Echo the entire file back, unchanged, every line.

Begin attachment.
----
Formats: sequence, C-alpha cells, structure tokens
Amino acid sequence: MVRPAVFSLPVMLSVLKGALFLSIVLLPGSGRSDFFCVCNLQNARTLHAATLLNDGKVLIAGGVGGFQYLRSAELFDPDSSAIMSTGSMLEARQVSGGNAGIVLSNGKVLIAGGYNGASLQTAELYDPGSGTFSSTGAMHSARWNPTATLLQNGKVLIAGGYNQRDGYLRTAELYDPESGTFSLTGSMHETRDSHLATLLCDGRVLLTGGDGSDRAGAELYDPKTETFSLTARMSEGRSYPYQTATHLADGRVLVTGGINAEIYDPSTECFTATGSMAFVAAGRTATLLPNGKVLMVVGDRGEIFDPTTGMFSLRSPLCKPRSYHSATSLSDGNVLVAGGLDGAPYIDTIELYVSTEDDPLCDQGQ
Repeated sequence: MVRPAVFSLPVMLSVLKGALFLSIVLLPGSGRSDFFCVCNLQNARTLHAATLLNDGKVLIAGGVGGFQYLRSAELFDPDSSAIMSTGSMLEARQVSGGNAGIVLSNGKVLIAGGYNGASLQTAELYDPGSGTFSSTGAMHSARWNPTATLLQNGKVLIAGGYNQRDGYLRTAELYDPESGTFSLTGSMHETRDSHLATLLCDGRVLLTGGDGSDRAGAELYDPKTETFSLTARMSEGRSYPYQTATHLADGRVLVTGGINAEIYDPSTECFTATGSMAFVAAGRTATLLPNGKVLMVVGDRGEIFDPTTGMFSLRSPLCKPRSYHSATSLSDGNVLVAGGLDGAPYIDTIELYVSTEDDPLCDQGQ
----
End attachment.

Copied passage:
Formats: sequence, C-alpha cells, structure tokens
Amino acid sequence: MVRPAVFSLPVMLSVLKGALFLSIVLLPGSGRSDFFCVCNLQNARTLHAATLLNDGKVLIAGGVGGFQYLRSAELFDPDSSAIMSTGSMLEARQVSGGNAGIVLSNGKVLIAGGYNGASLQTAELYDPGSGTFSSTGAMHSARWNPTATLLQNGKVLIAGGYNQRDGYLRTAELYDPESGTFSLTGSMHETRDSHLATLLCDGRVLLTGGDGSDRAGAELYDPKTETFSLTARMSEGRSYPYQTATHLADGRVLVTGGINAEIYDPSTECFTATGSMAFVAAGRTATLLPNGKVLMVVGDRGEIFDPTTGMFSLRSPLCKPRSYHSATSLSDGNVLVAGGLDGAPYIDTIELYVSTEDDPLCDQGQ
Repeated sequence: MVRPAVFSLPVMLSVLKGALFLSIVLLPGSGRSDFFCVCNLQNARTLHAATLLNDGKVLIAGGVGGFQYLRSAELFDPDSSAIMSTGSMLEARQVSGGNAGIVLSNGKVLIAGGYNGASLQTAELYDPGSGTFSSTGAMHSARWNPTATLLQNGKVLIAGGYNQRDGYLRTAELYDPESGTFSLTGSMHETRDSHLATLLCDGRVLLTGGDGSDRAGAELYDPKTETFSLTARMSEGRSYPYQTATHLADGRVLVTGGINAEIYDPSTECFTATGSMAFVAAGRTATLLPNGKVLMVVGDRGEIFDPTTGMFSLRSPLCKPRSYHSATSLSDGNVLVAGGLDGAPYIDTIELYVSTEDDPLCDQGQ